♦ Being an American among Brits sometimes “feels like being a guest who shows up at a memorial service wearing a Hawaiian shirt and traumatizes the mourners with intrusive personal questions,” writes Sarah Lyall of her 18 years as the New York Times’ UK correspondent.
♦ The partner of Glenn Greenwald, the Guardian journalist who revealed surveillance programs by the NSA using documents passed to him by whistleblower Edward Snowden, was detained for almost nine hours by UK authorities in Heathrow airport to be questioned under the Terrorism Act 2000.
♦ After almost 60 years, the US intelligence community has openly acknowledged that it was behind the controversial overthrow of Iran’s former prime minister Mohammed Mossadegh in 1953.
♦ Turkey’s greatest writer Orhan Pamuk converses with Simon Schama about recent developments in his country, including the “wonderful” uprising in Taksim square and the twilight of prime minister Tayyip Erdogan, and allows him to step into his home that has been transformed into a “Museum of Innocence.” Read more

By Catherine Contiguglia
♦ Internet billionaires are putting their money into futuristic, even outlandish, ventures that could herald the new era of scientific innovation or just be exercises in hubris.
♦ German politicians may be saying that they have no intention of joining a coalition now, but all the party “colour combinations” will become viable once the election comes round, says the FT’s Quentin Peel.
♦ For those who have never been inside a gulag, New Republic takes a tour of a Russian penal colony through photographs to give an idea of what sort of conditions prisoners like Mikhail Khodorkovsky and the members of the punk bank Pussy Riots face.
♦ New calculations that show that jumping into a black hole would cause one to be flash-fried by a firewall of energy – rather than smote to particles smaller than dust – have ignited a tense debate among the world’s physicists.
♦ The New York Times profiles documentary film maker Laura Poitras, looking at her investigations into growing surveillance in the United States and how her involvement with releasing information from Edward Snowden changed her life.  Read more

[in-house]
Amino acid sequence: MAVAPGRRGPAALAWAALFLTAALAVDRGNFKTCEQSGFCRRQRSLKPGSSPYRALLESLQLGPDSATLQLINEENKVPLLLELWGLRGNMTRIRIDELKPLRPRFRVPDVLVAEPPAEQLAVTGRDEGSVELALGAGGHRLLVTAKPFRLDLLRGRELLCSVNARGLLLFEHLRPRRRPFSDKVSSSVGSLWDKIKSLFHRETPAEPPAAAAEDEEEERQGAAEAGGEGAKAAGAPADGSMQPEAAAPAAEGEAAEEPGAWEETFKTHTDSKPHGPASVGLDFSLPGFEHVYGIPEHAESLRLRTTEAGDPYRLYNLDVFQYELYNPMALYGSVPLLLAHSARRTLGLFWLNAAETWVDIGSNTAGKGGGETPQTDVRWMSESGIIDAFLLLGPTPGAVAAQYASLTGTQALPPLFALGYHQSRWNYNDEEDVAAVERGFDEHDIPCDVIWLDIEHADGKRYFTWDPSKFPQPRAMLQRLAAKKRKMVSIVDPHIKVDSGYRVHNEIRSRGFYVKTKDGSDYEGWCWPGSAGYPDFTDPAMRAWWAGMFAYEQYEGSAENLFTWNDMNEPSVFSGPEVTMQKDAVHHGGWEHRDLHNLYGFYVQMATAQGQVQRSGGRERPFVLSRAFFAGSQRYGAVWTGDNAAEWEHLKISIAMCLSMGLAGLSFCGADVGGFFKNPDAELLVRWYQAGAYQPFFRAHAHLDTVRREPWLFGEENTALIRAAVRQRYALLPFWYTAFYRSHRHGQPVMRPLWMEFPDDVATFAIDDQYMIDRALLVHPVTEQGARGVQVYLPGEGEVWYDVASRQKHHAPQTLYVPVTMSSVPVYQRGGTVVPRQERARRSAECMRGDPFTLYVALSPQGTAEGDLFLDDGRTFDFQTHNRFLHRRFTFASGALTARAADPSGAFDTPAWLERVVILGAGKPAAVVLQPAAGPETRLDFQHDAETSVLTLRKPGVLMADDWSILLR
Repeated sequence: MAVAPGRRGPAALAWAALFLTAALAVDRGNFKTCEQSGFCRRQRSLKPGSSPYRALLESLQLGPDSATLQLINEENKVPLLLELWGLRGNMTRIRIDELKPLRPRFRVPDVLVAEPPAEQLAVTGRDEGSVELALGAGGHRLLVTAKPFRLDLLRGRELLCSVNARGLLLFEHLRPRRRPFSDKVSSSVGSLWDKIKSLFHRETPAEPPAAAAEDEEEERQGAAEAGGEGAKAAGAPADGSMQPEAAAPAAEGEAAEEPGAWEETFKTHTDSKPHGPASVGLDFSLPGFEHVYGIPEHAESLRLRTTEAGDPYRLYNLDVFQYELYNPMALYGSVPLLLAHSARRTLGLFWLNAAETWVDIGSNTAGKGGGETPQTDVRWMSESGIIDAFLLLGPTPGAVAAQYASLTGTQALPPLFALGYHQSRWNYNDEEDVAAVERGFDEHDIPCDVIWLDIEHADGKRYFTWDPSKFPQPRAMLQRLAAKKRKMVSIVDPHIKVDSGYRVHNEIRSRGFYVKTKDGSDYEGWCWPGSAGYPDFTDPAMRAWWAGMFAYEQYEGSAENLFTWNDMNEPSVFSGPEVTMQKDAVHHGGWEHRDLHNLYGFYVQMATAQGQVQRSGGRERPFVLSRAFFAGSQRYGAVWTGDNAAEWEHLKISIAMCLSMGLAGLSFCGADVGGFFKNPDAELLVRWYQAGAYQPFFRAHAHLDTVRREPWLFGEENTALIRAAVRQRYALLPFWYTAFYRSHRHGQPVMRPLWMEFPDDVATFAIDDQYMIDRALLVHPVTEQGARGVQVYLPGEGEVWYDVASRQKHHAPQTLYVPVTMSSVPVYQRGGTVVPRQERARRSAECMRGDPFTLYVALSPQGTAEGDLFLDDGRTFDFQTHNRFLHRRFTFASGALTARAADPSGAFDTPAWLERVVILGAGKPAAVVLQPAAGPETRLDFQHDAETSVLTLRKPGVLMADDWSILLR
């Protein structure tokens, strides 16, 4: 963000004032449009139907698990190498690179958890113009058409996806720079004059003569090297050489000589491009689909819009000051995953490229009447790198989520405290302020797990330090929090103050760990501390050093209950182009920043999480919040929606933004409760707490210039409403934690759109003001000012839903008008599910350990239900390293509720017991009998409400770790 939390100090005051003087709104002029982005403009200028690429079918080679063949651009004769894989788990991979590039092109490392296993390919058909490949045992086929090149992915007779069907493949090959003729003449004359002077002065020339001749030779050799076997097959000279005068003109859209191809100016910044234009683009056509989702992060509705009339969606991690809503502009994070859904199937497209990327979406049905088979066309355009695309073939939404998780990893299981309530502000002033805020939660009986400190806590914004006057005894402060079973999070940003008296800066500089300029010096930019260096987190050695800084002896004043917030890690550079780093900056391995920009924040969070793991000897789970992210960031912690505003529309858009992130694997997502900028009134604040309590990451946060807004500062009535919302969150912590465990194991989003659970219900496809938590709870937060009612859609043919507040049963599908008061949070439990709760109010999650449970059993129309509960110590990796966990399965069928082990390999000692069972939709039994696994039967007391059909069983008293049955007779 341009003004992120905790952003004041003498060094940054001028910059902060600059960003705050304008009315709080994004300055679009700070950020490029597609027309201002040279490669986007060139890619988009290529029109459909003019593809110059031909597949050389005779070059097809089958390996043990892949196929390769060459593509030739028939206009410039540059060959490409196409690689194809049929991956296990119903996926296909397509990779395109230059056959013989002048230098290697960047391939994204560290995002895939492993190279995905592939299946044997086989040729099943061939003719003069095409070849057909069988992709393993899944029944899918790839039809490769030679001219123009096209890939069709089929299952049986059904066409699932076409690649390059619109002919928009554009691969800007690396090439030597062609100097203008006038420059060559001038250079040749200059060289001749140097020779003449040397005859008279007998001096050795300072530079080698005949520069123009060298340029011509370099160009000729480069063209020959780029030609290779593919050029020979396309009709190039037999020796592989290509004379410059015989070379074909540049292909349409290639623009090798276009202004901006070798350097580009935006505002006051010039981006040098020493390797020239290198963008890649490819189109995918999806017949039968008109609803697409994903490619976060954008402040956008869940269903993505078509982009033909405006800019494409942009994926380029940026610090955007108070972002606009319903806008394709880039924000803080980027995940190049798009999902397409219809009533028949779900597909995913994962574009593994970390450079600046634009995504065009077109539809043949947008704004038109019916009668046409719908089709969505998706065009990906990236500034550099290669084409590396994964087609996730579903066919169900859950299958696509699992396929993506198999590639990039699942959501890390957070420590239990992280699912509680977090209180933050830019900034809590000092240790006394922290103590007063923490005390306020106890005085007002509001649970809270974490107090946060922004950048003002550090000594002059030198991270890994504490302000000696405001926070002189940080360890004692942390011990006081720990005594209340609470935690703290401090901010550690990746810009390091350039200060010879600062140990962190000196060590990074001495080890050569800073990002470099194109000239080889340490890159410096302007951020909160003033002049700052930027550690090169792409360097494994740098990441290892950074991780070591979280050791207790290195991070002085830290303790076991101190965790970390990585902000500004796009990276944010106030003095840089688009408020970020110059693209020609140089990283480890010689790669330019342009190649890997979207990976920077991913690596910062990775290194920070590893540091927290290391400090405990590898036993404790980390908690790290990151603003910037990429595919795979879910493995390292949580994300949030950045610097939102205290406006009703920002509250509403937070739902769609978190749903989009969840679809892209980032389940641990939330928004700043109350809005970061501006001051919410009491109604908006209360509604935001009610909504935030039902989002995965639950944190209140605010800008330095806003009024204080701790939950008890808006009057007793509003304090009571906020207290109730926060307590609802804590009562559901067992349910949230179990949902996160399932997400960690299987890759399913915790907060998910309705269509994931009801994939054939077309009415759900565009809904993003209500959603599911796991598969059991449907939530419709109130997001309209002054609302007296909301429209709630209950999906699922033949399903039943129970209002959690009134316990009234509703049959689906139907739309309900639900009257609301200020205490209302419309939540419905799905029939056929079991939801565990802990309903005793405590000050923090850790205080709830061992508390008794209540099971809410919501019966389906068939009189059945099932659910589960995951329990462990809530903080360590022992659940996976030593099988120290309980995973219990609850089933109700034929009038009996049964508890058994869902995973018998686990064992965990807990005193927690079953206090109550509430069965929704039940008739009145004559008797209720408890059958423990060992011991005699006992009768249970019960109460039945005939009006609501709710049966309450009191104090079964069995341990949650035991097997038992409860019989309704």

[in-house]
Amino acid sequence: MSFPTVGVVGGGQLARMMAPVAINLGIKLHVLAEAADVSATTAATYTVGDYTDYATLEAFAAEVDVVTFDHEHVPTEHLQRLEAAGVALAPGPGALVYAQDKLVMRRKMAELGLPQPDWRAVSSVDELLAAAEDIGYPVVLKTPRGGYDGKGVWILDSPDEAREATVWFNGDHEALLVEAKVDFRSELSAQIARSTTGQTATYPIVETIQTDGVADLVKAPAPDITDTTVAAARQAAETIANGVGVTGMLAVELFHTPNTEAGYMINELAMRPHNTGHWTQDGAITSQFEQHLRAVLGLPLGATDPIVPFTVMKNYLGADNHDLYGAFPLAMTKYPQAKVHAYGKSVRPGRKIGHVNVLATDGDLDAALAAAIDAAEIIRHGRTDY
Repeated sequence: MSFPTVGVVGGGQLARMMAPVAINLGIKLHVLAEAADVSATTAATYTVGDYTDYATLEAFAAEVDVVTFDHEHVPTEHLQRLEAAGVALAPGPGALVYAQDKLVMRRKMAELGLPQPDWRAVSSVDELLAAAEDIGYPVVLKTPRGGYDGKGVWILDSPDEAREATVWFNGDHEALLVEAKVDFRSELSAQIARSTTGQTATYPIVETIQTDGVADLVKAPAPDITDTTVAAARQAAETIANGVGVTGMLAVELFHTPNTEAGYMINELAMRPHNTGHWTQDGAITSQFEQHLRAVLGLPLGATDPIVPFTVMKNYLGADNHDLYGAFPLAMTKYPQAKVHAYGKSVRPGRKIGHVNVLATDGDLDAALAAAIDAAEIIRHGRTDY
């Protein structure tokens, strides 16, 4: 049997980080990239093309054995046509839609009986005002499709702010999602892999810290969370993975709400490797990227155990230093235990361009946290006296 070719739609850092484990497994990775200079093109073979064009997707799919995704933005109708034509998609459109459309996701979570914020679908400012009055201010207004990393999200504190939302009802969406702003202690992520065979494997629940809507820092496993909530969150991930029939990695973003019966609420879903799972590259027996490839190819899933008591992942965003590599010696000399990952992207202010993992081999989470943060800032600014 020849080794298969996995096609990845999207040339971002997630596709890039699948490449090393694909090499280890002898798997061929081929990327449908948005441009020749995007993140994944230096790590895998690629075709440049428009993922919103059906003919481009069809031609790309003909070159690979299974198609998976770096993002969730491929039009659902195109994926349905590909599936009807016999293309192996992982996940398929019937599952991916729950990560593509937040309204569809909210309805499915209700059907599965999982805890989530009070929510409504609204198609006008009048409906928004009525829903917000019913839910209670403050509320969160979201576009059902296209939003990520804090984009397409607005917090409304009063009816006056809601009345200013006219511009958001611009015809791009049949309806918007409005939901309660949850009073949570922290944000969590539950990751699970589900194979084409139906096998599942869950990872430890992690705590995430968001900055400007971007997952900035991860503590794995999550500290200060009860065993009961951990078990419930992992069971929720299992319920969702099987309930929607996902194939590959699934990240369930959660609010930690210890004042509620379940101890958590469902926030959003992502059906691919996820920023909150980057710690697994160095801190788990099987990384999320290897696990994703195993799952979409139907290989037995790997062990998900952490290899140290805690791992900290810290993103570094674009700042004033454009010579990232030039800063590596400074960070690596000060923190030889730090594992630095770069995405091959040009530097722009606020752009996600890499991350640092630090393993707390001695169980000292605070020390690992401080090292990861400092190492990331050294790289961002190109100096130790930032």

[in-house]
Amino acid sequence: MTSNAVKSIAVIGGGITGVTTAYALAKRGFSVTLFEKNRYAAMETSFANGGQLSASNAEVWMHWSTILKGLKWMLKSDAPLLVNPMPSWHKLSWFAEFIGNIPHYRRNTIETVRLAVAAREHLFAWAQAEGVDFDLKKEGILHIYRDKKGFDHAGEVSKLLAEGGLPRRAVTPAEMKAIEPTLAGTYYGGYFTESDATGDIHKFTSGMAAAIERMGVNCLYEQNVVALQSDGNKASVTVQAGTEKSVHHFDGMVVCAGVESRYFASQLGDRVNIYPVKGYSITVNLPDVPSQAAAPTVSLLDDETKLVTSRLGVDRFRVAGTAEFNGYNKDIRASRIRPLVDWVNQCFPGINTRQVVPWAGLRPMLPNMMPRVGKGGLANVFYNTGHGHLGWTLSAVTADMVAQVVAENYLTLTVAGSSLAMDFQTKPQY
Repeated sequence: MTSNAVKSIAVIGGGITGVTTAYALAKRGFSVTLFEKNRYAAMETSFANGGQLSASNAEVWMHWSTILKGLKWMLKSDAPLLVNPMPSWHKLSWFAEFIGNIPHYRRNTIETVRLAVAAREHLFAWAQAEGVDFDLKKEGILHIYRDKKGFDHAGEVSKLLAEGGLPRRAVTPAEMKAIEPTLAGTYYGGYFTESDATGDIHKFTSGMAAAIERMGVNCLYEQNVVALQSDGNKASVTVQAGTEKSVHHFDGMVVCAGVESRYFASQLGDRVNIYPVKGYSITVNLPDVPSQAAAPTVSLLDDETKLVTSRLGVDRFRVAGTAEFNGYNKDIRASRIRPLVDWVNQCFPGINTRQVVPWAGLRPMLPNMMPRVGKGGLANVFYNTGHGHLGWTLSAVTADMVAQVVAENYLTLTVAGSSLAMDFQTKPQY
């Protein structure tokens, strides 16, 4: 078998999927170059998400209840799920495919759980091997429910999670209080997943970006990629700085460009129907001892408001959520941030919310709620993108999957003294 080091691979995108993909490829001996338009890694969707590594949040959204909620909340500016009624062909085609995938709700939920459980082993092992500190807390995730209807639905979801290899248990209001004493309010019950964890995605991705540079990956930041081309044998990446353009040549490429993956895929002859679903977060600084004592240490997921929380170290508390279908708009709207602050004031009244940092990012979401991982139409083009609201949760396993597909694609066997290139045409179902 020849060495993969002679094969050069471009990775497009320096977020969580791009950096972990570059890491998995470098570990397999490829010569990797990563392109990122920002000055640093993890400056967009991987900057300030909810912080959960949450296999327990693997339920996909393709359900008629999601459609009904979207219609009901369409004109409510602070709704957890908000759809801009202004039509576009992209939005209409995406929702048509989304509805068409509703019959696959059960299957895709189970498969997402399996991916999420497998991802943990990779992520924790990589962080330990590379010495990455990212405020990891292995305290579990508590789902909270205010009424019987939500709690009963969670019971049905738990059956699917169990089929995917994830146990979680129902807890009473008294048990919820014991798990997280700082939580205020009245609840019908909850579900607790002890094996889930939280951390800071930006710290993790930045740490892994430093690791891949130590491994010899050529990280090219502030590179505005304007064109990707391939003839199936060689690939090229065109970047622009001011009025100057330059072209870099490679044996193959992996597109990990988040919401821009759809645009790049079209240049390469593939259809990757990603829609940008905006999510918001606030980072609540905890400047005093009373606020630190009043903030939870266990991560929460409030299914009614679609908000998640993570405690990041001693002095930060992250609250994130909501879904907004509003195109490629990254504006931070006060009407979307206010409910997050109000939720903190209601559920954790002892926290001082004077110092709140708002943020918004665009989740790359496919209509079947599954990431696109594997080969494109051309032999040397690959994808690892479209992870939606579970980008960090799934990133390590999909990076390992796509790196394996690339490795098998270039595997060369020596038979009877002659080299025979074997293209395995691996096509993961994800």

By Catherine Contiguglia
♦ An era of “digital hippies” answered the needs of crunched budgets with start-ups that focused on building communities where goods and services could be traded and shared. Their success has resulted in a regulatory backlash as traditional businesses and tax collectors look for their fair share.
♦ Obama has not been able to take control and “unwind” the “war on terror apparatus”, writes the FT’s Geoff Dyer, instead stoking jitters with increased security levels, vague warnings of Al Qaeda resurgence and lack of transparency regarding surveillance programs.
♦ Bank of England interest rates will remain at the historic low of 0.5 per cent until unemployment falls to 7 percent, new governor Mark Carney has pledged, saying that the economy has not reached escape velocity. It appears Carney is wary of removing stimulus measures too quickly, but will this forward guidance be enough?
♦ General Abdul Fattah Sissi, who led the coup to depose Mohamed Morsi, seems a popular choice to lead an increasingly divided country. Sissi is often cast as a modern Gamal Abdel Nasser, and though his western military training has not softened his views on the United States, he is seen as a leader that is dedicated to bringing liberal democracy to Egypt.
♦ The decision by US President Barack Obama to cancel talks with Russian president Vladimir Putin after NSA whistleblower Edward Snowden was granted temporary asylum is a sort of boiling point in a series of uncomfortable conversations between the two nations since Obama announced his plans to “reset” relations.  Read more